In 2026, NASA plans on sending the Volatiles Investigating Polar Exploration Rover (VIPER) to the Moon’s South Pole to explore the existence of water on the Moon. VIPER will drill roughly one meter into ice reserves to understand how water is distributed on the Moon and how it can potentially be used as a source of water to sustain human travel to the Moon.

Helicopter Travel on Titan

Beyond exploration on our moon, NASA is expanding its lunar missions to other moons in the solar system. In February, the Perseverance rover landed on Mars with a small helicopter named Ingenuity. NASA plans on conducting a similar mission by sending a drone named Dragonfly to Titan, one of Saturn’s icy moons with frigid surface temperatures of around −290 degrees Fahrenheit. Similar to Perseverance and Ingenuity, Dragonfly’s mission is to search for signs of life on Titan. While low temperatures prevent life on Titan’s surface, life may exist in oceans that flow beneath it.

When the drone arrives in 2034, it will spend nearly three years studying chemical processes on the moon to search for similarities to processes on Earth. It will also study a crater that used to be a water bed, just like the landing spot of Perseverance and Ingenuity.

Scientists at NASA believe Titan may contain signs of life because it has a methane cycle comparable to Earth’s water cycle and an atmosphere similar to that of Earth’s. Just like the Earth, Titan’s atmosphere is primarily composed of nitrogen. Titan also has similar weather processes, such as rainfall and snowfall. Clouds and lakes on Titan’s surface are primarily composed of methane rather than water. Despite the difference in compounds, the similarity between Titan’s and Earth’s atmospheres and their chemical processes hint that there may be potential for great discoveries of life forms on this moon.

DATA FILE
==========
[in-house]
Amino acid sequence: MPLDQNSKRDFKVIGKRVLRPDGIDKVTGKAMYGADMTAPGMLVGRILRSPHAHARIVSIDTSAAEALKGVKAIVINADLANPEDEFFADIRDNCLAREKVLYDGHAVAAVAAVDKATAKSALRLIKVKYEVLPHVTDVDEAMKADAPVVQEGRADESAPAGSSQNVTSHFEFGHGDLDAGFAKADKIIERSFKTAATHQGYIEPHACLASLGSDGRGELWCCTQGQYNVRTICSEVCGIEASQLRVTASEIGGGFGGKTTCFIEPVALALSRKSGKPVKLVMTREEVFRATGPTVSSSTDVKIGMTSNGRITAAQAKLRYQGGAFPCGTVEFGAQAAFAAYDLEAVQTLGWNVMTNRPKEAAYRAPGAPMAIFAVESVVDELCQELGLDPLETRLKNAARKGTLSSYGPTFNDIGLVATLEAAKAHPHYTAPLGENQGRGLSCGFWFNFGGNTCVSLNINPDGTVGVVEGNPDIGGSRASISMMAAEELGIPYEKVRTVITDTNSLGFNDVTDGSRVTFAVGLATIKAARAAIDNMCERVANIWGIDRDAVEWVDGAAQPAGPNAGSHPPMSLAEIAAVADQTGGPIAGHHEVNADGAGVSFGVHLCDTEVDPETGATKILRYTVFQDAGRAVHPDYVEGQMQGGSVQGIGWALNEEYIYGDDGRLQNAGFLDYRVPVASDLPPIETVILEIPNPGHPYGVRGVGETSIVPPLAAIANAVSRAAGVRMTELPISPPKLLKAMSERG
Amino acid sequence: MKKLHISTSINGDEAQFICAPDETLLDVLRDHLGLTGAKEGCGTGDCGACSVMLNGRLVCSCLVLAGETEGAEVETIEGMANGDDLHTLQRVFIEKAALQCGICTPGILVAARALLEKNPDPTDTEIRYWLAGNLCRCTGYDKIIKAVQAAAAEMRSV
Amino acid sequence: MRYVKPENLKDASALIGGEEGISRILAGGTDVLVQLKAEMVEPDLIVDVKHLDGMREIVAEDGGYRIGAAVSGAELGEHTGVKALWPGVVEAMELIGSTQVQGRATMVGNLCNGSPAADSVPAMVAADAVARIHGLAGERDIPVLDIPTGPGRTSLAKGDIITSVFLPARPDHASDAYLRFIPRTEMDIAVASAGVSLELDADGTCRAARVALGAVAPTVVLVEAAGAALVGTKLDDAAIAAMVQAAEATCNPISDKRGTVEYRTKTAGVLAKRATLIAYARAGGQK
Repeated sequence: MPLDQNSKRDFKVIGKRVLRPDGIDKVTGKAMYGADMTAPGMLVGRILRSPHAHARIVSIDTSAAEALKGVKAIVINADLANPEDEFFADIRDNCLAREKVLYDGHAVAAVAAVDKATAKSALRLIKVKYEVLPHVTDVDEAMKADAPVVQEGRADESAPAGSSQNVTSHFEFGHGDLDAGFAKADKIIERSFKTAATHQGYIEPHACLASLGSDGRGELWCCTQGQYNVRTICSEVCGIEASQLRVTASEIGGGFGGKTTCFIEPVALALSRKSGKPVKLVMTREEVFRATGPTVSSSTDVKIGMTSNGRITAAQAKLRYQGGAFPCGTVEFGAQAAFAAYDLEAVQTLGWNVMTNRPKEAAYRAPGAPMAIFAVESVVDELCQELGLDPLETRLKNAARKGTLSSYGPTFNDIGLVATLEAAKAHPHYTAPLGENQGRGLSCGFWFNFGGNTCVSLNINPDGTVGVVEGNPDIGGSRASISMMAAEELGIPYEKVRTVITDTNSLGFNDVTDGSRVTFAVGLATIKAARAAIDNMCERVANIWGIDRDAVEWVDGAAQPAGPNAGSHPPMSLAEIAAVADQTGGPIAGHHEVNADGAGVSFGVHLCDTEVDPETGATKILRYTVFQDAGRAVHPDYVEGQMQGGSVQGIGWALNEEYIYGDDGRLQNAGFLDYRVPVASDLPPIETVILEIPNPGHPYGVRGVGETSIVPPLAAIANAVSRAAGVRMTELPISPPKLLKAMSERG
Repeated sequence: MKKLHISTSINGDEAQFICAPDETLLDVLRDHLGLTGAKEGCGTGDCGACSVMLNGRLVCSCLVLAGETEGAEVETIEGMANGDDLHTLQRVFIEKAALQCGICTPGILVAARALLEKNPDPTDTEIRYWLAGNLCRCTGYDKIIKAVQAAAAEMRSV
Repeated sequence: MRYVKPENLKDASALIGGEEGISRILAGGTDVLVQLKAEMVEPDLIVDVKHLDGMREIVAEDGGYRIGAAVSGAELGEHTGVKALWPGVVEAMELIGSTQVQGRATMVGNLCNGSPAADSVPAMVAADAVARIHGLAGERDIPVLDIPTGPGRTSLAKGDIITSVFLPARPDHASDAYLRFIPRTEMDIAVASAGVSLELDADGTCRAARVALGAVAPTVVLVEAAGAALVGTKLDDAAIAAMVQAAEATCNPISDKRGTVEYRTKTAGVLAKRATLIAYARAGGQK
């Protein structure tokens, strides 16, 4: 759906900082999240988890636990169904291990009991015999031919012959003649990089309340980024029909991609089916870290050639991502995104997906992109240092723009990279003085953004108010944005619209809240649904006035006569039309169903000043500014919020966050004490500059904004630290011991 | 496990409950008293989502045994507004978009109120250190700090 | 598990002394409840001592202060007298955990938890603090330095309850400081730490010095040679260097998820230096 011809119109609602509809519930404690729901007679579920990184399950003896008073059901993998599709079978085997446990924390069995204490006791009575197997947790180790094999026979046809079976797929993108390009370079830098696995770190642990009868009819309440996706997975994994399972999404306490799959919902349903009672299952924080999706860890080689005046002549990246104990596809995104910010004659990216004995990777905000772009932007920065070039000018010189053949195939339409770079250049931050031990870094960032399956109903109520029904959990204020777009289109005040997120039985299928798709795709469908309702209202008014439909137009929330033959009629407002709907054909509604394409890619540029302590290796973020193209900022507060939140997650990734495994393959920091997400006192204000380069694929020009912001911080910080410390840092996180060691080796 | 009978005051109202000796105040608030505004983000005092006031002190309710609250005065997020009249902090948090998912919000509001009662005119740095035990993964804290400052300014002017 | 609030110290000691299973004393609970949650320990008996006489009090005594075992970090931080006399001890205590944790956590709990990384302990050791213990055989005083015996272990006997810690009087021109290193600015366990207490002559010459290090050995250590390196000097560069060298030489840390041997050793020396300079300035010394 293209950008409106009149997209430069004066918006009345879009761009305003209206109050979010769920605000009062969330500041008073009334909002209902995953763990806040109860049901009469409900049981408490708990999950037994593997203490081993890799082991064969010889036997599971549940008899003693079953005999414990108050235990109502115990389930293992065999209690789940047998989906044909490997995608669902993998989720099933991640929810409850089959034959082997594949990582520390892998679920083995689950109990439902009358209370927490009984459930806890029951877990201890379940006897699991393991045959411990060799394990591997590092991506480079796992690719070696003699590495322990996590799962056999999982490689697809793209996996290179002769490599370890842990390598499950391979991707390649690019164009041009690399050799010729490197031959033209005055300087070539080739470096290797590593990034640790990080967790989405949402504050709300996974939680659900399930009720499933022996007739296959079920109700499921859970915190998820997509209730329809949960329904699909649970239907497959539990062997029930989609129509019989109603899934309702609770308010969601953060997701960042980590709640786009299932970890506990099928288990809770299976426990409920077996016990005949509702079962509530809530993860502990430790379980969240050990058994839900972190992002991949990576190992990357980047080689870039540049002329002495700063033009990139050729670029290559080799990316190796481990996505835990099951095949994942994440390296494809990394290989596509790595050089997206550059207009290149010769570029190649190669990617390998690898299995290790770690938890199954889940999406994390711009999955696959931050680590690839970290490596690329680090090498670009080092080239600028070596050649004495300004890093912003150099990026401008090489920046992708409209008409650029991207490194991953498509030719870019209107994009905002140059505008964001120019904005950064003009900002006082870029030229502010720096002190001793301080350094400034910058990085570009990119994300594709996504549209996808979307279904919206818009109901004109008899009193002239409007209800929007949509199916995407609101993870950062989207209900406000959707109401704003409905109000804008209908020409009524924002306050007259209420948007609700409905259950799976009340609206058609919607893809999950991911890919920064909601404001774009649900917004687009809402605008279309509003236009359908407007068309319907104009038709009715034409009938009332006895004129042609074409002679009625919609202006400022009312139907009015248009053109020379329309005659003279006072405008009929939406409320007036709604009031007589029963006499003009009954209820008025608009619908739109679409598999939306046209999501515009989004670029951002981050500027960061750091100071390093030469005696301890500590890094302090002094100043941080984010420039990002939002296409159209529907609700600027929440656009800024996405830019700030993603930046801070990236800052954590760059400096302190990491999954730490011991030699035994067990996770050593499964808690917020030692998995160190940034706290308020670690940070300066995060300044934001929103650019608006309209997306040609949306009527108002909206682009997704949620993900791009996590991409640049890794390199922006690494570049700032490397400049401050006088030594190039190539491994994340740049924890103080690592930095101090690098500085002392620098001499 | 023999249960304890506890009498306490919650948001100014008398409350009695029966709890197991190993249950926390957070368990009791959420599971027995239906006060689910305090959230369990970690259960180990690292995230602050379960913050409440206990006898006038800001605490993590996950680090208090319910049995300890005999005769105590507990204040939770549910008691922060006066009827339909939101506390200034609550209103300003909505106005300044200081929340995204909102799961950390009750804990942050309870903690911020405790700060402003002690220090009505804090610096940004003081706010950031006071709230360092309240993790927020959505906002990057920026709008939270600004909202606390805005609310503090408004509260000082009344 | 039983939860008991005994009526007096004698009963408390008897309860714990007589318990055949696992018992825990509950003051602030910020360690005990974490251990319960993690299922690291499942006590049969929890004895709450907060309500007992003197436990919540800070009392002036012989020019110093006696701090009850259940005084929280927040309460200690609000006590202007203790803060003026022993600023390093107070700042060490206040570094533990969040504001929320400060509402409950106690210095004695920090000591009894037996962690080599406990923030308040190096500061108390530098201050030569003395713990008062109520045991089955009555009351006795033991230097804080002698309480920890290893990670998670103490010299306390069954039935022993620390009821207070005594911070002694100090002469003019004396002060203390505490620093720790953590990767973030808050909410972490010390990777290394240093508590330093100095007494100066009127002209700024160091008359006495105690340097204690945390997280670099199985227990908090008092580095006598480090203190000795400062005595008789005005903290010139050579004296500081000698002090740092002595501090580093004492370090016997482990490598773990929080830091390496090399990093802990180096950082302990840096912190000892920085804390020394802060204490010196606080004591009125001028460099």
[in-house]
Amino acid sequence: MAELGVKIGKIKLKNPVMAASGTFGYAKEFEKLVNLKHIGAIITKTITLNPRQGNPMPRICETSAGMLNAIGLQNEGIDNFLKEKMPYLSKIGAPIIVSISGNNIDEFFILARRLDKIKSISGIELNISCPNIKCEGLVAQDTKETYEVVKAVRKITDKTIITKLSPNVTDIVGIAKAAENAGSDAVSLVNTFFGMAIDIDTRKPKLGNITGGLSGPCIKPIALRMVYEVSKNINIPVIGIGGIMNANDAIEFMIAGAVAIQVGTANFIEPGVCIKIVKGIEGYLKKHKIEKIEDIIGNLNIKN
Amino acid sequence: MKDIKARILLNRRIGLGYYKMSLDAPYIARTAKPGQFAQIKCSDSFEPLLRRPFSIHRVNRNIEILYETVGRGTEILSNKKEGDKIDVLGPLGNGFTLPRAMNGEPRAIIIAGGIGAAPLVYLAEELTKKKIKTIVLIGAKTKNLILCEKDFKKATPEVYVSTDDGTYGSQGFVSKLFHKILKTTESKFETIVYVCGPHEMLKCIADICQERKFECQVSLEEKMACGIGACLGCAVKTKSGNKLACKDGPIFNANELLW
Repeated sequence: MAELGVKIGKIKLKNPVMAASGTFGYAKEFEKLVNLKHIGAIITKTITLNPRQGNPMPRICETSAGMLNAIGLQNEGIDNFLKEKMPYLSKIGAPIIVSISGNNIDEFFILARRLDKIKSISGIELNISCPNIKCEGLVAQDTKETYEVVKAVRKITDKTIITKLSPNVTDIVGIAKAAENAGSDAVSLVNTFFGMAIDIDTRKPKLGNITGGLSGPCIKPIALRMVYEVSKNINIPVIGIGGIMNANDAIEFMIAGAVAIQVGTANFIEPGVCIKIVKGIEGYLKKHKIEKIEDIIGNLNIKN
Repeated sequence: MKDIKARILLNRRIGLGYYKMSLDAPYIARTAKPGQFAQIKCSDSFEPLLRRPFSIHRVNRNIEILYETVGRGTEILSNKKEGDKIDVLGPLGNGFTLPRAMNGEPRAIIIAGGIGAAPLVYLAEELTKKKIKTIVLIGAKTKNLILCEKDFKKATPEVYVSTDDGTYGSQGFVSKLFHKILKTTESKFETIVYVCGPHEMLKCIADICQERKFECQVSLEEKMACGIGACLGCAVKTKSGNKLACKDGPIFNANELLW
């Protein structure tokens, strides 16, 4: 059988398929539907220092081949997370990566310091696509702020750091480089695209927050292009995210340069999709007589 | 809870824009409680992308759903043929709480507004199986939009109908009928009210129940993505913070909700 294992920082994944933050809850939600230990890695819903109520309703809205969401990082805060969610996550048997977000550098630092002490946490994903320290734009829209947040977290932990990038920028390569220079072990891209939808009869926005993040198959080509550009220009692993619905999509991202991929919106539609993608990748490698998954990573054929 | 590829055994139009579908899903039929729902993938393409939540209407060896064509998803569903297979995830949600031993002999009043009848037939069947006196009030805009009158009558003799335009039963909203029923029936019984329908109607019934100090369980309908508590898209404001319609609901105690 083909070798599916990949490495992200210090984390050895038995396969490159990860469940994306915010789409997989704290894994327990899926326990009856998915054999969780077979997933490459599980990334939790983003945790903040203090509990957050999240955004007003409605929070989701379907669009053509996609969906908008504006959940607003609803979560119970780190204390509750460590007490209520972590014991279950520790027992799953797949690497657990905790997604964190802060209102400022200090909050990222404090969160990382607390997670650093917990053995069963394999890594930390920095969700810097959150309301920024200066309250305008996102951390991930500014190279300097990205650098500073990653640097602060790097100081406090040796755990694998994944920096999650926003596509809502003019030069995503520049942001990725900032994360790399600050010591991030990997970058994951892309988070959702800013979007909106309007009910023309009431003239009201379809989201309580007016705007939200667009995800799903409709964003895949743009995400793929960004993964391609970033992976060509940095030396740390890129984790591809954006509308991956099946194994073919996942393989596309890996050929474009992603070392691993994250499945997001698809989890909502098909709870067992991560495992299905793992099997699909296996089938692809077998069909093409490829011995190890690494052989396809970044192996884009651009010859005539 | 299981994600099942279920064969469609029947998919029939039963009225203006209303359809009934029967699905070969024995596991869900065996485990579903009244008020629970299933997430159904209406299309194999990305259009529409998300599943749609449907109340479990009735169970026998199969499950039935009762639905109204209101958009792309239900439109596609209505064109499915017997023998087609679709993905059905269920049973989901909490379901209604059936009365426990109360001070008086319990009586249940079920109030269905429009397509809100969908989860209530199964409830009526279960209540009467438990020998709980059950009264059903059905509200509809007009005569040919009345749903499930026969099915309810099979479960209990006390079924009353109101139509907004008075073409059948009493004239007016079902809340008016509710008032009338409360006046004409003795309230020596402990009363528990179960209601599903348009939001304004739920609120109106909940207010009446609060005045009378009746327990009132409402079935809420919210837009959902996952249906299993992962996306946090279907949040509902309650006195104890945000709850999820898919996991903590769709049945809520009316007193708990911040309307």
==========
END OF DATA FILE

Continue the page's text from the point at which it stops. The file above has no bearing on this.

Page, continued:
Europa May Glow in the Dark

Slightly closer to Earth, Europa, one of Jupiter’s moons, might glow in the dark. Scientists at NASA’s Jet Propulsion Laboratory blasted electrons on ice with a similar chemical composition to the ice on Europa’s surface and found that the simulated ice emitted a green glow similar to objects that glow in the dark. This phosphorescence is caused by Jupiter’s magnetic field that deflects high-energy electrons to Europa.

NASA will be able to study this glowing property in depth when they launch the Europa Clipper, a satellite that will collect data while orbiting Europa. While the launch date is tentative, it is expected to be before the end of this decade. Like many of NASA’s recent missions, including sending Dragonfly to Titan, Europa Clipper will study Europa’s 10 to 15-mile deep ice shell and investigate whether an ocean exists underneath in search of signs that Europa may be habitable.

The rise in exploration of moons—both ours and others—is a signal that we should pay more attention to these distinctive celestial bodies. The solar system contains an unprecedented amount of scientific opportunities and properties that we have yet to explore, especially with China and the UAE expressing lunar ambitions. With each mission that is launched, moons become larger pieces in the puzzle to finding what exists beyond Earth. If you’ve ever wondered whether we’re alone in the universe, moons may have answers for you.